Hijacked on the high seas: How cruise lines soak you with charges

Cruise ships are big business. There's something about traveling on a giant tub that attracts us. The appeal is mostly in the fact that you simply don't have to turn on your brain if you don't want to. The food, the driving, the entertainment, the babysitting, the paperwork -- it's all taken care of by someone else. But that ease of mind has its price. Once you're lulled into vacation-mode complacency, the cruise lines are able to sneak in under the radar and open your wallet. They've got to pay for those big ships somehow.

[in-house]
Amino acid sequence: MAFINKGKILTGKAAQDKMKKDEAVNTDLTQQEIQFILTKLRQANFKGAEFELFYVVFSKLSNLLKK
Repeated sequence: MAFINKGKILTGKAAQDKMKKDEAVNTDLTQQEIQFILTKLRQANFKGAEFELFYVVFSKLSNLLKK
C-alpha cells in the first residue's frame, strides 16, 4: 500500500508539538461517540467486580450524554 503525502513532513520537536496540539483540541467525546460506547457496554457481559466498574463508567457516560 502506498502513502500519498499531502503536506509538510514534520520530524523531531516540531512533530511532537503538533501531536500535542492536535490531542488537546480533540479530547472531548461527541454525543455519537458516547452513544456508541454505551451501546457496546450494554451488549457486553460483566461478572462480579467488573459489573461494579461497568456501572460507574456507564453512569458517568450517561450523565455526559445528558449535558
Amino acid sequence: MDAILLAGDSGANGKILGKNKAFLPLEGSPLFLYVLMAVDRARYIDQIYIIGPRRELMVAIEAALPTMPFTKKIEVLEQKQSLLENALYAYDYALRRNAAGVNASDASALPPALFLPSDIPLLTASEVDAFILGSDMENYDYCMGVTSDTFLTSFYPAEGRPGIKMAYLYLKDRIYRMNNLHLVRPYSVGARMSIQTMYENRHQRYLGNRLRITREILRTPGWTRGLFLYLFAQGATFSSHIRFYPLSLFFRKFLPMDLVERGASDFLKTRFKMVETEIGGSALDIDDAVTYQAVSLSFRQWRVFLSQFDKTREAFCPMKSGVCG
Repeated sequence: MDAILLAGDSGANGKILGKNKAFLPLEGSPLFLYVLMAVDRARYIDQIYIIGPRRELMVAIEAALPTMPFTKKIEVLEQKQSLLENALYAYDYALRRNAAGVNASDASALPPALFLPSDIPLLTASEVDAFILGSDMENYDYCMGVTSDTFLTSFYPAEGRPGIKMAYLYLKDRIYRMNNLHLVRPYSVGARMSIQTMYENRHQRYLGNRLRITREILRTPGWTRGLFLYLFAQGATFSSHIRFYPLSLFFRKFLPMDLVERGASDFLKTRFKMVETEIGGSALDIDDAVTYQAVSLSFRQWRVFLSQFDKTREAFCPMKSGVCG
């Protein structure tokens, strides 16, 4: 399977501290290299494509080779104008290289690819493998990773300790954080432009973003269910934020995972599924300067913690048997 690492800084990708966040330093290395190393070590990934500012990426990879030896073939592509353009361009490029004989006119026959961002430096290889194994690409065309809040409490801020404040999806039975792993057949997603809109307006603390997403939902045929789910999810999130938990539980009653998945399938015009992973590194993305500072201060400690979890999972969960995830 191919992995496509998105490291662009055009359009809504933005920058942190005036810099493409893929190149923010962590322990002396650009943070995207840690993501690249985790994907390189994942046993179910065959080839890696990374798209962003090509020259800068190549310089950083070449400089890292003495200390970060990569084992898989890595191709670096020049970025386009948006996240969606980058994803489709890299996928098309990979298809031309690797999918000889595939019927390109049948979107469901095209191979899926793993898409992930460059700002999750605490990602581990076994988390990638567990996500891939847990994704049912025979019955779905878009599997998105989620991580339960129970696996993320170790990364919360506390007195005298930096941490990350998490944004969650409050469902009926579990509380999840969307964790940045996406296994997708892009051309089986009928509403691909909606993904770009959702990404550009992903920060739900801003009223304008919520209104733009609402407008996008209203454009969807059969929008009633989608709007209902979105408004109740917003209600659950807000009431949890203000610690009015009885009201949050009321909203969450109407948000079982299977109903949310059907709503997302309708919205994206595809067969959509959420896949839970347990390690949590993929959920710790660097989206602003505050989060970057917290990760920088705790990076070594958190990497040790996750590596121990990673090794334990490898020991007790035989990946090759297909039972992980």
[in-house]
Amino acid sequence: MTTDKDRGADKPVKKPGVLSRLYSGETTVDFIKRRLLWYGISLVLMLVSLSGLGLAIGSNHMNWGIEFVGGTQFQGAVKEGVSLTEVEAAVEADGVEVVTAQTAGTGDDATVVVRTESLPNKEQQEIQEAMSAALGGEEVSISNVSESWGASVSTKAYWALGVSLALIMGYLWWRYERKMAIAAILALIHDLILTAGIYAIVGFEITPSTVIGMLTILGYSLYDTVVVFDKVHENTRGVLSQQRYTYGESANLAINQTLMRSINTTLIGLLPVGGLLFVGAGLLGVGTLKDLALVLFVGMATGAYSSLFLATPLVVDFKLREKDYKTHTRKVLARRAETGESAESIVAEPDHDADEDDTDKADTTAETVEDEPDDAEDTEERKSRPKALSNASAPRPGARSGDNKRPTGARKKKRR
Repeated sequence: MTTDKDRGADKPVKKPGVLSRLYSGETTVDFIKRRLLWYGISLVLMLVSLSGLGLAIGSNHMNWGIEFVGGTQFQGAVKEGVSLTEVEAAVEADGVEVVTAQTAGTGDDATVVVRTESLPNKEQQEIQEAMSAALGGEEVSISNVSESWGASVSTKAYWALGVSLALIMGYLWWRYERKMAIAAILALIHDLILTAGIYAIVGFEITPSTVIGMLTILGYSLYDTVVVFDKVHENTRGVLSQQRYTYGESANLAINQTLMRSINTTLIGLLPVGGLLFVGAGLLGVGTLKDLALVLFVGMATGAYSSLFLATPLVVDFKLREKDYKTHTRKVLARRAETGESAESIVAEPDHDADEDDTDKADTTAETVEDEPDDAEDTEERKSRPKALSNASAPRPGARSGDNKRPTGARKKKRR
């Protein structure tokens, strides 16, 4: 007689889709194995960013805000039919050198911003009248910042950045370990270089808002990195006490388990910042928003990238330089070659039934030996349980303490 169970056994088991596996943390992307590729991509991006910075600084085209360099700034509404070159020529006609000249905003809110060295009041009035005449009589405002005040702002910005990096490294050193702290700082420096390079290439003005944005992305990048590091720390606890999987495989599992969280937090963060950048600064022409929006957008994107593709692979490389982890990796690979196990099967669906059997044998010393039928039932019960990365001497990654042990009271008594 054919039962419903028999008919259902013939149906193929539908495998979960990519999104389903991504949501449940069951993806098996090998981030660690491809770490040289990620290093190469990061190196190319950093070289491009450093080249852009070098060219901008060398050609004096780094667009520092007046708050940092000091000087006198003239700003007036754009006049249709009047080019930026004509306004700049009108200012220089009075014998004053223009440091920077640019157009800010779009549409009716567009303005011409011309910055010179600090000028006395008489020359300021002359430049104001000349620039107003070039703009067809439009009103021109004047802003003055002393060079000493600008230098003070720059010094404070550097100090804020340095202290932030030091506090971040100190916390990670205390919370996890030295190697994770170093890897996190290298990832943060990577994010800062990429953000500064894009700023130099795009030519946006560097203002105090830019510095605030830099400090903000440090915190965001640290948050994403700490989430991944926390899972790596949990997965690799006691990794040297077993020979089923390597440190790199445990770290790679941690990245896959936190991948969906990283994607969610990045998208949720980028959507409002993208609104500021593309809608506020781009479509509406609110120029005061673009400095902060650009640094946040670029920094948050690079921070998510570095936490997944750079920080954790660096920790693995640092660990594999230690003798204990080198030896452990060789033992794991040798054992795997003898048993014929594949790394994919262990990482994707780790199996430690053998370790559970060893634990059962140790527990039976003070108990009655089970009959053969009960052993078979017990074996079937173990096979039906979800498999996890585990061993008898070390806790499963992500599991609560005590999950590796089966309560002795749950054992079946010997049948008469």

"Cruise Inc.: Big Money on the High Seas," airing this week on CNBC, plumbs the various ways that cruise lines wrest your cash from you. The documentary is particularly apropos right now, when cruise fares are at near-miraculous lows and there has never been a more tempting time to take a cruise. But as CNBC reminds us, the expenses don't end once you pay your cruise fare, largely because it takes so much money to keep these traveling cities afloat.